Speaking of the Chinese government and the controlled economy, do you think the Chinese government would allow and encourage a foreign company like Apple to launch their product in China? Wouldn't it impact the local Chinese brands in some way?
@Barbara: Part of the hype created on the launch of any Apple's product is a marketing gimmick by Apple. Just because the media shows how crazy some of the fans are after Apple's products, other people are enticed to join in and become part of the gang.
China is currently in such a position where it can manipulate decisions of the corporations as the corporations know that their customer base and cheap cost production plants are in China; so they are dependant. And we know that the one who controls corporations, controls laws as well. Unfortunately, the capitalism culture is something that has no ethical boundaries and it can force relocation all the resources of the world to a single location if it sees the move profitable.
Recent trends indicate that many consumer electronics items are being inaugrated at the Far East Asian soils. The Sony Playstation 3 was an example. So it wont be surprising if China hosts the launch of the next iPhone. However, with the globalization revolution making way for the trend of manufacturers getting their production lines nearer to their highest consumer bases, probably due to supply chain cost avoidance, China and India will certainly be the biggest beneficiaries of the move. Also, with the US having a population of 1/4th of that of China, the incentive to technology manufacturers is clear.
Good observation and good question. I think there is a mass mind mentality in China as influenced by the government. If the government says censorship is good for the people, then it must be. Maybe technology and freedom of expression aren't mutually exclusive if every thing that needs to be said can be said as far as the people are concerned. Was there any outrage from within China when the Foxconn working conditions were exposed? Rhetorical question.
I think the grabber in this article is worth some serious consideration. If by 2020, the US market is so diminished in favor of China, that new product introductions will be presented into China, then it will follow that whatever China thinks, China gets in the way of technology advancement benefits. That is like putting a turbo boost into China's economic engine. He who has the most coin, calls the shots. Very astute article.
Bolaji: put that way, it really does sound crazy. Worse yet, the media feeds the frenzy by covering the lines. It's similar to the Black Friday situation: people's desire for an item becomes a spectator sport. At least the folks in the Apple lines seem to behave better...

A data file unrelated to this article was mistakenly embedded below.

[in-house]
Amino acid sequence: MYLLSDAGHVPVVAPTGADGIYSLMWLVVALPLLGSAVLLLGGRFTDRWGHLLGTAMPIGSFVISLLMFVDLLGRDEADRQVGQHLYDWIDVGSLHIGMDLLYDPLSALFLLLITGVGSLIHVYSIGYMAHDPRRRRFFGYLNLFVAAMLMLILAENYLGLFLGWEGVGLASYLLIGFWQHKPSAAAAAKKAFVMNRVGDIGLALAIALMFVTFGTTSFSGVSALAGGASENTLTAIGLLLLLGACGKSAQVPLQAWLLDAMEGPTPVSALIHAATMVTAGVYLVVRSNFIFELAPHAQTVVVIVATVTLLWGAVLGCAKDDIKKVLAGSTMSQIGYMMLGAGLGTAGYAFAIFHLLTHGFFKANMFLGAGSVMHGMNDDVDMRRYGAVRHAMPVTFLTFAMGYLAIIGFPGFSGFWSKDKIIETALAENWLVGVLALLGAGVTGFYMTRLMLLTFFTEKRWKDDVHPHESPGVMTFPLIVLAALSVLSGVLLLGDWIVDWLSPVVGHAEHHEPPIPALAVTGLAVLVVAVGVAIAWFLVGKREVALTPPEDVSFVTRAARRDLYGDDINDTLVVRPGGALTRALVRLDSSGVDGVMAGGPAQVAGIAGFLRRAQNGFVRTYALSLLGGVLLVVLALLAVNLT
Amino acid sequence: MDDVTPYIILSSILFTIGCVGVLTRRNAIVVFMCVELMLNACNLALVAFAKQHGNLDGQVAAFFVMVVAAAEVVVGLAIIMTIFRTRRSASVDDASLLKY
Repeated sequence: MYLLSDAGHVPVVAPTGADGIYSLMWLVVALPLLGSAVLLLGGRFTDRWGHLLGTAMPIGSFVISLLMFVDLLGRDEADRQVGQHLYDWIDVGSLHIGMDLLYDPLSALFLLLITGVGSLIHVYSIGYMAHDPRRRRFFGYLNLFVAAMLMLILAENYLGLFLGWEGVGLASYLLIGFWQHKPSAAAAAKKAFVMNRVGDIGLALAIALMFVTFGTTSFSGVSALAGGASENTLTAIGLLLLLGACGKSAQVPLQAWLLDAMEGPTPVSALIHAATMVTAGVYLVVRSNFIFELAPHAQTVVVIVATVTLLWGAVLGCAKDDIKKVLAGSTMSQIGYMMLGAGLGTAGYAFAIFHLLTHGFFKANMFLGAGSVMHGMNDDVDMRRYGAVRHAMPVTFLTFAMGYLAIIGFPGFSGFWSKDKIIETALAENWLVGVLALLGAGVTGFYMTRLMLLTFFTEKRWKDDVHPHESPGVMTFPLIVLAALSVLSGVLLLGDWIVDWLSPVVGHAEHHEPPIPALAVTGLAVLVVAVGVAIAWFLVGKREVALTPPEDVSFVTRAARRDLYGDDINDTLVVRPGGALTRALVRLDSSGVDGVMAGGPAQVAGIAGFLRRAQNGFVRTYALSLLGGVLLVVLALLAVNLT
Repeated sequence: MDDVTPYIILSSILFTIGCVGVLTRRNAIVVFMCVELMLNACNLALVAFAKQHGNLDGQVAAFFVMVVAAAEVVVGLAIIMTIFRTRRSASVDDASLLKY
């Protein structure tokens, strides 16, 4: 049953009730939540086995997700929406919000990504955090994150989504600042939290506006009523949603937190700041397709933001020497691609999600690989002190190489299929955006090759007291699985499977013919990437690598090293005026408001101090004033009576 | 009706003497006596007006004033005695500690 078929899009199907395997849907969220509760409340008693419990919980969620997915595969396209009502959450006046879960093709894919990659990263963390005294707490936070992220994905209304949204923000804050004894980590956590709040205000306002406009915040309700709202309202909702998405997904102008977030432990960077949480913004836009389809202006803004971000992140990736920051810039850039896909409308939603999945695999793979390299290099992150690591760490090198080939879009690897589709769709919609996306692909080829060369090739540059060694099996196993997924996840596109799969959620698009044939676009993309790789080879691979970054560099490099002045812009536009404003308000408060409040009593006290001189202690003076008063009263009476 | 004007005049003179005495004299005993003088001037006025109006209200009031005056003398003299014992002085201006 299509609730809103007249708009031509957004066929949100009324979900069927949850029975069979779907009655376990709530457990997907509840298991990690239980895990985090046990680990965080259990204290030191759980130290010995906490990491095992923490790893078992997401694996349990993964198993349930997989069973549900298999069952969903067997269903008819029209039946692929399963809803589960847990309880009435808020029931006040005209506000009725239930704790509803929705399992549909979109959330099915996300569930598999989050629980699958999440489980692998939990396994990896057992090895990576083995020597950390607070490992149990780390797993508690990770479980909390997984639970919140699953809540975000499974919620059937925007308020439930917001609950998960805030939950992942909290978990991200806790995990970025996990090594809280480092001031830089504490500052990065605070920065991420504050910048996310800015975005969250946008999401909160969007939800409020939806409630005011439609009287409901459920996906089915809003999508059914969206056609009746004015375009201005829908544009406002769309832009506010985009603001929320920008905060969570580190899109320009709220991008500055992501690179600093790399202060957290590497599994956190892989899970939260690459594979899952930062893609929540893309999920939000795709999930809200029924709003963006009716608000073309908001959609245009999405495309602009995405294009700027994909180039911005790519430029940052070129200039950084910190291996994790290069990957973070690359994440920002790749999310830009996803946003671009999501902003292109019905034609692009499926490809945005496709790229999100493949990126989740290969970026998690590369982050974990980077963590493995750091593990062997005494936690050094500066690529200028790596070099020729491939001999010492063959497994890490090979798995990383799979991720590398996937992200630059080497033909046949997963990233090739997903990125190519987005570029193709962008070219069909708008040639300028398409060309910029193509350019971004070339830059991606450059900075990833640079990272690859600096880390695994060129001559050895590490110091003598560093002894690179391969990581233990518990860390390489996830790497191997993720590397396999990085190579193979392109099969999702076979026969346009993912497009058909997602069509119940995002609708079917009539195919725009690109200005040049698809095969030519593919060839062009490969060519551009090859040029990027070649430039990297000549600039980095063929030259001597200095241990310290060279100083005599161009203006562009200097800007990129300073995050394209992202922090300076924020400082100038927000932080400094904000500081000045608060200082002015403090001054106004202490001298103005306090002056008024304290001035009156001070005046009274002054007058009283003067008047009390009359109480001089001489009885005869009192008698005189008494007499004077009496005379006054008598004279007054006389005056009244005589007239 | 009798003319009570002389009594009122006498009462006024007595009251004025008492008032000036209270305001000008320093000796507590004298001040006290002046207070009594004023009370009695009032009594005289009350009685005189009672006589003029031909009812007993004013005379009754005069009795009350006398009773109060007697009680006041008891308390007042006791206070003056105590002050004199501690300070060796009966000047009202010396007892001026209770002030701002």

That about sums it up. You queue up for hours to pay $500 for a product, it heats up, gobbles up your air time, your service provider tells you to pay more, then somebody tells you the conditions under which the device is made isn't up to standards you would accept personally and you still don't see anything wrong with any of this! It's a religion and whatever the company does is just perfect.
EBN Dialogue enables and encourages you to participate in live chats with notable leaders and luminaries. Not only editors and journalists, but the entire EBN community is able to comment and ask questions. Listed below are upcoming and archived chats.
Thailand Stages a Comeback Join EBN contributor Jennifer Baljko on Thursday August 23, 2012, at 11:00 a.m. EST for a live chat on how electronic manufacturers in Thailand have shored up their supply chain to reduce the impact of future natural disasters.
Microsoft Surface: Potential Winners & Losers What are the implications for the electronics industry supply chain of Microsoft Corp.'s decision to launch its own tablet PC? Join industry veteran and EE Times' systems and OEM expert Rick Merritt on Tuesday, July 3, at 12:00 pm EDT for a Live Chat on this subject.
Join EBN contributor Jennifer Baljko on Thursday August 23, 2012, at 11:00 a.m. EST for a live chat on how electronic manufacturers in Thailand have shored up their supply chain to reduce the impact of future natural disasters.
Peter Drucker famously said "Trying to predict the future is like trying to drive down a country road at night with no lights while looking out the back window." Yet in the razor's-edge world of electronics—with a lean supply chain and just-in-time demands—the need to know the future is vital.
While no one really can accurately predict the future, we can take guidance from another Drucker saying which is the best way to predict the future is to create it.
You've heard the saying "the No. 1 supply chain risk is your people." That hasn't always been the case. But today's complex global supply chain requires a new type of multitalented employee. It's one who understands, finance, marketing, economics, is savvy with technology, graceful with relationships and can think analytically.
Where are these people? Are universities properly preparing the next generation supply chain professionals? How do train your existing workforce for these new, demanding positions?
Brian Fuller, editor-in-chief of EBN, will lead a 60-minute Avnet Velocity panel discussion that will ask and answer these and other questions swirling around today's supply-chain talent challenges.